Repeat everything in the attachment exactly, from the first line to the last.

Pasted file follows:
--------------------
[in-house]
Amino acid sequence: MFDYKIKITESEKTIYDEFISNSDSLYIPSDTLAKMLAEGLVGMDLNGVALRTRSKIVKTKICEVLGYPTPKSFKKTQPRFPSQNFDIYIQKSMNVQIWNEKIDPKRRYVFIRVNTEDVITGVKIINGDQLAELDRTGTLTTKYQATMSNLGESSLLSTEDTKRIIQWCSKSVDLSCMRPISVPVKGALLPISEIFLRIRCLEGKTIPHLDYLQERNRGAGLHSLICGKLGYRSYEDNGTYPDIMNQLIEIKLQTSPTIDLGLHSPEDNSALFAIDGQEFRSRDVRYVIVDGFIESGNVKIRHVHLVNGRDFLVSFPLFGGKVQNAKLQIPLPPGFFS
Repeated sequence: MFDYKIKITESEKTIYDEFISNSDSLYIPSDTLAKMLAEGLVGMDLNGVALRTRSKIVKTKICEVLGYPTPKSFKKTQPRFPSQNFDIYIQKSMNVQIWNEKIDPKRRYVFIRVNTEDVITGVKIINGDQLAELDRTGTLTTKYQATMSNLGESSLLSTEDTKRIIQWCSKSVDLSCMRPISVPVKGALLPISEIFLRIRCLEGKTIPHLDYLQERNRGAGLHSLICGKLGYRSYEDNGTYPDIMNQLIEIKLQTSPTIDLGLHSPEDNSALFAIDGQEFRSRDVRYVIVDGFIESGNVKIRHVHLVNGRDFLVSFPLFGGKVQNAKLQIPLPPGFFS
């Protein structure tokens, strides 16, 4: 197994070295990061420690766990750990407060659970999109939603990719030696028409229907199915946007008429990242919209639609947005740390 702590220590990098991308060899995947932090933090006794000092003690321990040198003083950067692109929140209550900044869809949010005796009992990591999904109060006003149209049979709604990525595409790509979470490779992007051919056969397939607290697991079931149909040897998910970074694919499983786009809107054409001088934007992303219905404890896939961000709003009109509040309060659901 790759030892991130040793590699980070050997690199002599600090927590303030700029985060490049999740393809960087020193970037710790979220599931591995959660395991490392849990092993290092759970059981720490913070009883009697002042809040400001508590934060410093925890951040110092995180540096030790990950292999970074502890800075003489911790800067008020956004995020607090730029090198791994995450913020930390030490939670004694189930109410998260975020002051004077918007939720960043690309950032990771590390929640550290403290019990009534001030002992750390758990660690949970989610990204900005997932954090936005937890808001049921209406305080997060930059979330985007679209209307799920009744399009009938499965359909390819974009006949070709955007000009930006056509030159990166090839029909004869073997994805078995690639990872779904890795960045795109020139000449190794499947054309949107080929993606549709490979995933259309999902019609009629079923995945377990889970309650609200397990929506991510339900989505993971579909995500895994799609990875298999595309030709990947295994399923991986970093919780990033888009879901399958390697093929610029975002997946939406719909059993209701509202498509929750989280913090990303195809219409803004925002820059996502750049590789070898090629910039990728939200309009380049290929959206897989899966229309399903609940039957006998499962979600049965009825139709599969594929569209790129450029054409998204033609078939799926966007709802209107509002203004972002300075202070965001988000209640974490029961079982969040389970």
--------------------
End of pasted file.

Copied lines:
[in-house]
Amino acid sequence: MFDYKIKITESEKTIYDEFISNSDSLYIPSDTLAKMLAEGLVGMDLNGVALRTRSKIVKTKICEVLGYPTPKSFKKTQPRFPSQNFDIYIQKSMNVQIWNEKIDPKRRYVFIRVNTEDVITGVKIINGDQLAELDRTGTLTTKYQATMSNLGESSLLSTEDTKRIIQWCSKSVDLSCMRPISVPVKGALLPISEIFLRIRCLEGKTIPHLDYLQERNRGAGLHSLICGKLGYRSYEDNGTYPDIMNQLIEIKLQTSPTIDLGLHSPEDNSALFAIDGQEFRSRDVRYVIVDGFIESGNVKIRHVHLVNGRDFLVSFPLFGGKVQNAKLQIPLPPGFFS
Repeated sequence: MFDYKIKITESEKTIYDEFISNSDSLYIPSDTLAKMLAEGLVGMDLNGVALRTRSKIVKTKICEVLGYPTPKSFKKTQPRFPSQNFDIYIQKSMNVQIWNEKIDPKRRYVFIRVNTEDVITGVKIINGDQLAELDRTGTLTTKYQATMSNLGESSLLSTEDTKRIIQWCSKSVDLSCMRPISVPVKGALLPISEIFLRIRCLEGKTIPHLDYLQERNRGAGLHSLICGKLGYRSYEDNGTYPDIMNQLIEIKLQTSPTIDLGLHSPEDNSALFAIDGQEFRSRDVRYVIVDGFIESGNVKIRHVHLVNGRDFLVSFPLFGGKVQNAKLQIPLPPGFFS
């Protein structure tokens, strides 16, 4: 197994070295990061420690766990750990407060659970999109939603990719030696028409229907199915946007008429990242919209639609947005740390 702590220590990098991308060899995947932090933090006794000092003690321990040198003083950067692109929140209550900044869809949010005796009992990591999904109060006003149209049979709604990525595409790509979470490779992007051919056969397939607290697991079931149909040897998910970074694919499983786009809107054409001088934007992303219905404890896939961000709003009109509040309060659901 790759030892991130040793590699980070050997690199002599600090927590303030700029985060490049999740393809960087020193970037710790979220599931591995959660395991490392849990092993290092759970059981720490913070009883009697002042809040400001508590934060410093925890951040110092995180540096030790990950292999970074502890800075003489911790800067008020956004995020607090730029090198791994995450913020930390030490939670004694189930109410998260975020002051004077918007939720960043690309950032990771590390929640550290403290019990009534001030002992750390758990660690949970989610990204900005997932954090936005937890808001049921209406305080997060930059979330985007679209209307799920009744399009009938499965359909390819974009006949070709955007000009930006056509030159990166090839029909004869073997994805078995690639990872779904890795960045795109020139000449190794499947054309949107080929993606549709490979995933259309999902019609009629079923995945377990889970309650609200397990929506991510339900989505993971579909995500895994799609990875298999595309030709990947295994399923991986970093919780990033888009879901399958390697093929610029975002997946939406719909059993209701509202498509929750989280913090990303195809219409803004925002820059996502750049590789070898090629910039990728939200309009380049290929959206897989899966229309399903609940039957006998499962979600049965009825139709599969594929569209790129450029054409998204033609078939799926966007709802209107509002203004972002300075202070965001988000209640974490029961079982969040389970």